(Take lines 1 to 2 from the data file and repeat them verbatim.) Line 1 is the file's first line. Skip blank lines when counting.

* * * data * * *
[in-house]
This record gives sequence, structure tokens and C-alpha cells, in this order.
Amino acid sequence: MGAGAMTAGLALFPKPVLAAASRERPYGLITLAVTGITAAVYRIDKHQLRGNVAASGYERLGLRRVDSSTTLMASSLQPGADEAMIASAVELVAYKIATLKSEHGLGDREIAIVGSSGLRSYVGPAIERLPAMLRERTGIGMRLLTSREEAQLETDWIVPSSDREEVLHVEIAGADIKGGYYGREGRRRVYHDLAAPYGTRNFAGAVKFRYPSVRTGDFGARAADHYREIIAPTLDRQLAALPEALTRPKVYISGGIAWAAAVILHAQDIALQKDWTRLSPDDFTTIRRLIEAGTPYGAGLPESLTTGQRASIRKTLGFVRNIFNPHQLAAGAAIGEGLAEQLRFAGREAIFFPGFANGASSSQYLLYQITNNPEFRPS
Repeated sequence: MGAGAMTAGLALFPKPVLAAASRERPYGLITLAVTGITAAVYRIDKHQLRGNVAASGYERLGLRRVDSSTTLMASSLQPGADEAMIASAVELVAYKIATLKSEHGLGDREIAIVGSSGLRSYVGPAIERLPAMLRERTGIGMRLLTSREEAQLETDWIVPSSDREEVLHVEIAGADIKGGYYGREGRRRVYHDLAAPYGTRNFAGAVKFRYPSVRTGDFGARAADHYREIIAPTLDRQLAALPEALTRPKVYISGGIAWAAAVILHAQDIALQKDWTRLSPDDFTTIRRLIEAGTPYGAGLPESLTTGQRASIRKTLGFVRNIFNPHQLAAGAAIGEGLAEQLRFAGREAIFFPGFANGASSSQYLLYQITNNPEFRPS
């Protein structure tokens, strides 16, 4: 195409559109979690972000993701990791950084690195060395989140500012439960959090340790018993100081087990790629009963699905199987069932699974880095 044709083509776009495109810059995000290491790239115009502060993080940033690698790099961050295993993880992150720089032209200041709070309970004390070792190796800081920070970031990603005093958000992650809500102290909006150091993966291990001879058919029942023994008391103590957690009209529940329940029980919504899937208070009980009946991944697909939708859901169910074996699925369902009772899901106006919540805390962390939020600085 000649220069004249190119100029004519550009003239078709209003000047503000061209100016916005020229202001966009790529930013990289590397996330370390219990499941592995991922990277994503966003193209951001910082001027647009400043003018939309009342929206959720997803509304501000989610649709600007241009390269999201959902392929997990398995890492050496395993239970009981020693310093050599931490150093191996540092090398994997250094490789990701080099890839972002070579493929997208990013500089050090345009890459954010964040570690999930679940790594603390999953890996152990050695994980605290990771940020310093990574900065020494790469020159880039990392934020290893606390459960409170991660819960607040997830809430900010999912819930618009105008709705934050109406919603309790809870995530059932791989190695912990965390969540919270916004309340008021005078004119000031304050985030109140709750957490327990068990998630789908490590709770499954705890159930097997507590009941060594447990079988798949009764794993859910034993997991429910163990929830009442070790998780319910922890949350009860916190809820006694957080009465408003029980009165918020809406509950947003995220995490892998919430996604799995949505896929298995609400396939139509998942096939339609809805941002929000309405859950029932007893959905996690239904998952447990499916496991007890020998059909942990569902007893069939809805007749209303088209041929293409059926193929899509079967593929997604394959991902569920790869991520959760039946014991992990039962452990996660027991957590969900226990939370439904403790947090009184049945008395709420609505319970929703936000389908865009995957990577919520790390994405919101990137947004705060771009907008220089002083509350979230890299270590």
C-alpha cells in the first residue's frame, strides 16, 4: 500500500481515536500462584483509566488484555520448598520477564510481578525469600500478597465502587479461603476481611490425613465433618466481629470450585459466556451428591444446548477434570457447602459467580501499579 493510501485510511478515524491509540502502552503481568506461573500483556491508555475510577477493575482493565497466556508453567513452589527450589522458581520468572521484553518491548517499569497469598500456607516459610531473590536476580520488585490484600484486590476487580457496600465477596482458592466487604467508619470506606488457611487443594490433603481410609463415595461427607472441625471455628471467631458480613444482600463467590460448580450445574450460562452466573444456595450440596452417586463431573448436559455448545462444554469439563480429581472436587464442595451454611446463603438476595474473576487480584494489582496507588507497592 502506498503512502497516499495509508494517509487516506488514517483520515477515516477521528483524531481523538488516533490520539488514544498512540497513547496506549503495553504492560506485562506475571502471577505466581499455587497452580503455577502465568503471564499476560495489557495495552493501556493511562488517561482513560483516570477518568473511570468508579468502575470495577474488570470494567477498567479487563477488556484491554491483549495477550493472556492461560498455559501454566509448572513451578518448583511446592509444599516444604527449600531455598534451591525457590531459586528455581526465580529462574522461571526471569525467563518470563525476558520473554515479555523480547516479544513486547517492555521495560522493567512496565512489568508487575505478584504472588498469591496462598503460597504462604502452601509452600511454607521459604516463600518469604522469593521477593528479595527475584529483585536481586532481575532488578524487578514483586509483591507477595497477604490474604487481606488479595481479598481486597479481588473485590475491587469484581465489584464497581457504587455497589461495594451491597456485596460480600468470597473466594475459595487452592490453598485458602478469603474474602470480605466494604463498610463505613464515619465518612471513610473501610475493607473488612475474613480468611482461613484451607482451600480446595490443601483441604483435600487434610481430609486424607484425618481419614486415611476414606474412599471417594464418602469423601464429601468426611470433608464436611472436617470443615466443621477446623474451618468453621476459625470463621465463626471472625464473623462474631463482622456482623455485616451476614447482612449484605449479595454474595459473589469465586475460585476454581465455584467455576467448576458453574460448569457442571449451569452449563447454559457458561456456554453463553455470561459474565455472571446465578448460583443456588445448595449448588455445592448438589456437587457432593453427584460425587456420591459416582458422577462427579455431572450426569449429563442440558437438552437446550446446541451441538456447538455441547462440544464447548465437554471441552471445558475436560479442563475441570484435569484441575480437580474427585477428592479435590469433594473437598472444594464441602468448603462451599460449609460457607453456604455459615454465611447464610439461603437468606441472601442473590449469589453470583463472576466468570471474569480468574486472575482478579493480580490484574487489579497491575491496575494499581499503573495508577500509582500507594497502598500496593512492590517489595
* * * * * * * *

[in-house]
This record gives sequence, structure tokens and C-alpha cells, in this order.